A wide variety of extremist groups -- Islamic fundamentalists, neo-Nazis -- share the oddly similar belief that a tiny shadowy elite rule the world from a secret room. In Them,
journalist Jon Ronson has joined the extremists to track down the fabled secret room.
As a journalist and a Jew, Ronson was often considered one of "Them" but he had no idea if their meetings actually took place. Was he just not invited? Them takes us across three continents and into the secret room. Along the way he meets Omar Bakri Mohammed, considered one of the most dangerous men in Great Britain, PR-savvy Ku Klux Klan Grand Wizard Thom Robb, and the survivors of Ruby Ridge. He is chased by men in dark glasses and unmasked as a Jew in the middle of a Jihad training camp. In the forests of northern California he even witnesses CEOs and leading politicians -- like Dick Cheney and George Bush -- undertake a bizarre owl ritual.
Ronson's investigations, by turns creepy and comical, reveal some alarming things about the looking-glass world of "us" and "them." Them is a deep and fascinating look at the lives and minds of extremists. Are the extremists onto something? Or is Jon Ronson becoming one of them?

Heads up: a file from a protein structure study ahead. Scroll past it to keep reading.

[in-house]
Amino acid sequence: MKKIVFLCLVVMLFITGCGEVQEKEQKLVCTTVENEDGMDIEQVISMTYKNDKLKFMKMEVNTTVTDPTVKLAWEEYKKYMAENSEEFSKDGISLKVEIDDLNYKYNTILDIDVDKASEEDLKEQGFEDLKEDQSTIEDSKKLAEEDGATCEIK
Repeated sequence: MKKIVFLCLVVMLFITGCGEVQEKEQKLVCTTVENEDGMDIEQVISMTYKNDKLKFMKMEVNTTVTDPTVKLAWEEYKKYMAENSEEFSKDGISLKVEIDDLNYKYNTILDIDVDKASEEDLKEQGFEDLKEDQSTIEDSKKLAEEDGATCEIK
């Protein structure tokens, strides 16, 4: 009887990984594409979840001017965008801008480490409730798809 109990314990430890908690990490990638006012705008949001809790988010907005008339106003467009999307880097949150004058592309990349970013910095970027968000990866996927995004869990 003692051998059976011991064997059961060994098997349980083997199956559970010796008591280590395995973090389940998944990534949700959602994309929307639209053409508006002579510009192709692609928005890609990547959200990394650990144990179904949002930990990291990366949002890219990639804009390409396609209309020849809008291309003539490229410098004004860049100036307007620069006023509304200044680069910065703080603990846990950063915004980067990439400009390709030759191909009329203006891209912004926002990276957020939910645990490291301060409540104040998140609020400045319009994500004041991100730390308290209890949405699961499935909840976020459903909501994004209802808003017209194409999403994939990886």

In Them, British humorist Jon Ronson relates his misadventures as he engages an assortment of theorists and activists residing on the fringes of the political, religious, and sociological spectrum. His subjects include Omar Bakri Mohammed, the point man for a holy war against Britain (Ronson paints him as a wily buffoon); a hypocritical but engaging Ku Klux Klan leader; participants in the Ruby Ridge and Waco, Texas, battles; the Irish Protestant firebrand Ian Paisley; and David Ickes, who believes that the semi-human descendants of evil extraterrestrial 12-foot-tall lizards walk among us. Despite these characters' disparities, they are bound by a belief in the Bilderberg Group, the "secret rulers of the world." In a final chapter, Ronson manages, with surprising ease, to penetrate these rulers' very lair. He writes with wry, faux-naive wit and eschews didacticism, instead letting his subjects' words and actions speak for themselves. --H. O'Billovitch